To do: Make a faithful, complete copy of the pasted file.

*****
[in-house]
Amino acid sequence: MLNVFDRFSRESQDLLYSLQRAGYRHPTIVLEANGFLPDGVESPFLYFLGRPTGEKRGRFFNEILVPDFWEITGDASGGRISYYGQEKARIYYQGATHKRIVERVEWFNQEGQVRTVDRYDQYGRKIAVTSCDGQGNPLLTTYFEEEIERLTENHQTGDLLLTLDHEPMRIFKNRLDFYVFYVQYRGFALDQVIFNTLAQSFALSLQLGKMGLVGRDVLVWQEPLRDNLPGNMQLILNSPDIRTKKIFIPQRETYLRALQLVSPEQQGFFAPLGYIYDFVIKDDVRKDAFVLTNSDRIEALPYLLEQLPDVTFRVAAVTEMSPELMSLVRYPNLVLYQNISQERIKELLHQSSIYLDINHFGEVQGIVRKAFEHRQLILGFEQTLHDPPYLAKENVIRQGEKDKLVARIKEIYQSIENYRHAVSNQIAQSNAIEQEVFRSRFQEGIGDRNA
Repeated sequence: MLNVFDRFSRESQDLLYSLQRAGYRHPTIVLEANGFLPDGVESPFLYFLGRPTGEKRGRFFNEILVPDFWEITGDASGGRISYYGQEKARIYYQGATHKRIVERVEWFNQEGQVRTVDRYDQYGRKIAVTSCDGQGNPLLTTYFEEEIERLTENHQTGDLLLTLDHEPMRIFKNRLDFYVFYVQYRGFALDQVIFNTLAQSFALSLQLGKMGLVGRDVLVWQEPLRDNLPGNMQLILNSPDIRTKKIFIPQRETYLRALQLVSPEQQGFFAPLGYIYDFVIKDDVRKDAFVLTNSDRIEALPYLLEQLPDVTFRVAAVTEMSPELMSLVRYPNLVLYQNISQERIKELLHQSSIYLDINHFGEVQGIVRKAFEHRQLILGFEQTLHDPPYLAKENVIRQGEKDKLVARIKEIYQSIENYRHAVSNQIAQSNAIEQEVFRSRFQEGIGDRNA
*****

[in-house]
Amino acid sequence: MLNVFDRFSRESQDLLYSLQRAGYRHPTIVLEANGFLPDGVESPFLYFLGRPTGEKRGRFFNEILVPDFWEITGDASGGRISYYGQEKARIYYQGATHKRIVERVEWFNQEGQVRTVDRYDQYGRKIAVTSCDGQGNPLLTTYFEEEIERLTENHQTGDLLLTLDHEPMRIFKNRLDFYVFYVQYRGFALDQVIFNTLAQSFALSLQLGKMGLVGRDVLVWQEPLRDNLPGNMQLILNSPDIRTKKIFIPQRETYLRALQLVSPEQQGFFAPLGYIYDFVIKDDVRKDAFVLTNSDRIEALPYLLEQLPDVTFRVAAVTEMSPELMSLVRYPNLVLYQNISQERIKELLHQSSIYLDINHFGEVQGIVRKAFEHRQLILGFEQTLHDPPYLAKENVIRQGEKDKLVARIKEIYQSIENYRHAVSNQIAQSNAIEQEVFRSRFQEGIGDRNA
Repeated sequence: MLNVFDRFSRESQDLLYSLQRAGYRHPTIVLEANGFLPDGVESPFLYFLGRPTGEKRGRFFNEILVPDFWEITGDASGGRISYYGQEKARIYYQGATHKRIVERVEWFNQEGQVRTVDRYDQYGRKIAVTSCDGQGNPLLTTYFEEEIERLTENHQTGDLLLTLDHEPMRIFKNRLDFYVFYVQYRGFALDQVIFNTLAQSFALSLQLGKMGLVGRDVLVWQEPLRDNLPGNMQLILNSPDIRTKKIFIPQRETYLRALQLVSPEQQGFFAPLGYIYDFVIKDDVRKDAFVLTNSDRIEALPYLLEQLPDVTFRVAAVTEMSPELMSLVRYPNLVLYQNISQERIKELLHQSSIYLDINHFGEVQGIVRKAFEHRQLILGFEQTLHDPPYLAKENVIRQGEKDKLVARIKEIYQSIENYRHAVSNQIAQSNAIEQEVFRSRFQEGIGDRNA